WiFi and ZigBee - Complementary Wireless Networks in the Home
Communication standards and applications: ZigBee based solutions deliver low energy WiFi
What WiFi provides for computers, TV’s, etc. in distributing content through the home, ZigBee provides for all the small devices and gadgets in the home: light switches, thermostats, remote controls, security sensors, door locks, weighing scales, etc.
These sense/control devices have much in common. They have only little data to share: just a few bits once in a while (literally). So, contrary to WiFi, where high data rates are important, ZigBee is about sense/control data bits: about reliability, availability, low maintenance and responsiveness: pressing a wireless light switch should turn on the light immediately, just as with a wired switch.
- ZigBee based solutions deliver low energy WiFi
- WiFi and Bluetooth are complementary to ZigBee
- ZigBee is the low power version for WiFi, as Bluetooth 4.0 is for Bluetooth
- WiFi and Bluetooth are integrated today: ZigBee and BT 4.0 may be in the future
- WiFi and ZigBee will be integrated in the future for Smart Home solutions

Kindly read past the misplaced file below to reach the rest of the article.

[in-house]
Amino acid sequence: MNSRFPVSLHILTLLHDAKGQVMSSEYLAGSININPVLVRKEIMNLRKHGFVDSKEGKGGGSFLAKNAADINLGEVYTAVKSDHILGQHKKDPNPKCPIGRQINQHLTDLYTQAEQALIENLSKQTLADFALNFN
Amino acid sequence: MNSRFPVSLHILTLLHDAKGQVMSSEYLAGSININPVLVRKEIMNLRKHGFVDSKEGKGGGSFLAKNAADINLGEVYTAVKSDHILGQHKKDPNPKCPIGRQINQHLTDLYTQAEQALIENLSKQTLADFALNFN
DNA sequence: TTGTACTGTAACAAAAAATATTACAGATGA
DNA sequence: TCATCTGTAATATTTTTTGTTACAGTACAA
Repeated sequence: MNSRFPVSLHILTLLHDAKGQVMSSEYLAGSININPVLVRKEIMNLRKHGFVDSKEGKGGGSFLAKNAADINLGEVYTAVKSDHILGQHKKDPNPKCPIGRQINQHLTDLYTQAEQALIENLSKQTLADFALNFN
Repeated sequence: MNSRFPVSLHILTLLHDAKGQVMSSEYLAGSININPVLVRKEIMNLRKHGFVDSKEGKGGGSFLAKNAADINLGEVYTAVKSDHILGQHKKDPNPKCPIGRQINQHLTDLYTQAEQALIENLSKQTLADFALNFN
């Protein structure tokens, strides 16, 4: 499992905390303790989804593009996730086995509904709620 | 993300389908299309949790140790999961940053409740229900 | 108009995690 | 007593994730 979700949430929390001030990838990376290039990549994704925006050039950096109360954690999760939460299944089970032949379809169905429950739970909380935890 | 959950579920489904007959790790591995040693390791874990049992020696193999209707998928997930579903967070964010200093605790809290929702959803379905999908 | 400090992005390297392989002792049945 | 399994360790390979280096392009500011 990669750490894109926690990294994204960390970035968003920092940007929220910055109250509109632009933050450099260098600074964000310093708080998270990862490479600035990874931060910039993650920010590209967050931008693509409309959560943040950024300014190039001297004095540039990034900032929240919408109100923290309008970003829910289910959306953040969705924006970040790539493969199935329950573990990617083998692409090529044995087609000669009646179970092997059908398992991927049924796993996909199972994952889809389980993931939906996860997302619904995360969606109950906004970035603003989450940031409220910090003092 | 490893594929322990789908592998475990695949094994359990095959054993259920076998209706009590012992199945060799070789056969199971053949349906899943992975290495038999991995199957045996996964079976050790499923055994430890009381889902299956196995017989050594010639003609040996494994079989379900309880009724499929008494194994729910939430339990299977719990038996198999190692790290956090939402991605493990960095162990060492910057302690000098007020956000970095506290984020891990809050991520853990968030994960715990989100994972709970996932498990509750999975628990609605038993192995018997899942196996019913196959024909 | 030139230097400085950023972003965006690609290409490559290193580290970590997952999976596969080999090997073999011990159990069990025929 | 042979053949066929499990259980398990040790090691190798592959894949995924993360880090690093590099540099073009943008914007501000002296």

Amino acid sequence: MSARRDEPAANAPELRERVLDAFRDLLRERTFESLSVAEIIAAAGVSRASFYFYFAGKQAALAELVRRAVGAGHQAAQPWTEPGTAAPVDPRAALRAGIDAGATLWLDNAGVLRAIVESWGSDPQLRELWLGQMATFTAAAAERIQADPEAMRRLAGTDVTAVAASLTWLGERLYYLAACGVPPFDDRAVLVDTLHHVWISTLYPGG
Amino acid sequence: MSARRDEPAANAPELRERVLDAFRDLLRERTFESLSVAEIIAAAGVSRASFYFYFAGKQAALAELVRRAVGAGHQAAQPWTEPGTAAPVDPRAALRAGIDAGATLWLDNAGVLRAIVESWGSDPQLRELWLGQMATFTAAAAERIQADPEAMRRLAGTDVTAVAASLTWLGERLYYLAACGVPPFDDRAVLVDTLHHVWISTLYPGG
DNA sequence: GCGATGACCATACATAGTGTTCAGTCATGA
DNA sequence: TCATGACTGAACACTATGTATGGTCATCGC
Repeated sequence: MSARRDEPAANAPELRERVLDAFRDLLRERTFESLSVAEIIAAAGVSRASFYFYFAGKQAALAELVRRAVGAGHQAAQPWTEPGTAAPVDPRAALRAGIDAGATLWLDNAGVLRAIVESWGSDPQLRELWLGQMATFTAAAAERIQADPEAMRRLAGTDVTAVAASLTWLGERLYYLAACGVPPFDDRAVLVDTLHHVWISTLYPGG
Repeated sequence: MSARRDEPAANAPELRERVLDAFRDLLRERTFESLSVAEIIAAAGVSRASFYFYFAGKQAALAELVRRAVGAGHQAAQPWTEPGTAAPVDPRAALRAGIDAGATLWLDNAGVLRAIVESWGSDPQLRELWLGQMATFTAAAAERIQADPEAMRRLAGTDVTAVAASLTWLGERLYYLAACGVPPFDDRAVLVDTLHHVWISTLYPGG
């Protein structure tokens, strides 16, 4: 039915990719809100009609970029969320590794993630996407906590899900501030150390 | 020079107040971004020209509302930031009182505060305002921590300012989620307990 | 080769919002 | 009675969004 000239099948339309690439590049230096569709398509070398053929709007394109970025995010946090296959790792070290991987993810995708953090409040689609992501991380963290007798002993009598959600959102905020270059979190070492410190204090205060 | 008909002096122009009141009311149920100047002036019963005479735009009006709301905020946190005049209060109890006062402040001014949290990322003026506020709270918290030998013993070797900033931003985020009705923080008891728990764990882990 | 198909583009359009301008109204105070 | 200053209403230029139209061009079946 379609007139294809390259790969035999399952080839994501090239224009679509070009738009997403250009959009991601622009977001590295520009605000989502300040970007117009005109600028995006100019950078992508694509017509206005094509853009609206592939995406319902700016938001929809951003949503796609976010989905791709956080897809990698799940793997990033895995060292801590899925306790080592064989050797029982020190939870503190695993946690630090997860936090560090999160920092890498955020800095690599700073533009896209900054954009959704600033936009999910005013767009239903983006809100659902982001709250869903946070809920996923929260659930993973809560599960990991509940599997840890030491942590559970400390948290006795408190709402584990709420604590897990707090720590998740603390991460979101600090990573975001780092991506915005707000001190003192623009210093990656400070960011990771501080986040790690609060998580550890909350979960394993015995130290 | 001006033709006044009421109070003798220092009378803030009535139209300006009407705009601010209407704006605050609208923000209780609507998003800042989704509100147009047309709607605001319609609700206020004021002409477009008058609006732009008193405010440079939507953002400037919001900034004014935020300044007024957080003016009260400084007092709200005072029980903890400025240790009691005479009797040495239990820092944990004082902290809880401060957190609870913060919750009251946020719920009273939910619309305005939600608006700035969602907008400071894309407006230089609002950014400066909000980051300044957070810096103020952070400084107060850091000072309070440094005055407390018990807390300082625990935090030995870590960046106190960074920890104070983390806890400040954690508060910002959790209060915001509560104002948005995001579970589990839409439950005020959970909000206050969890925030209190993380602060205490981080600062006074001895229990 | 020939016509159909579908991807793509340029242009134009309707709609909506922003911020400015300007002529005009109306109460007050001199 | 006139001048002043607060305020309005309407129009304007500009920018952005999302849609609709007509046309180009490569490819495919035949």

Overview of the landscape of wireless network technologies and their standards.
ZigBee is the choice of excellence for Smart Home applications that require low power consumption for long battery life and full home coverage for low data rate communication applications.
ZigBee and WiFi Energy Consumption
ZigBee is very similar to WiFi (802.11x) regarding how it works, range, security protocols, frequency bands, etc.
The big difference is data rates and power demand. Because WiFi is designed to transmit high data rates – many megabits per second – it is ideal for transmitting content like movies, music, games, and even voice throughout a home. However, WiFi is notorious for using a lot of (battery) power. In contrast, ZigBee only needs to send a few bits every few seconds. Because of limited bandwidth, its power demands can be a tiny fraction of that needed for WiFi.
ZigBee requires much less power to transmit data than its cousin WiFi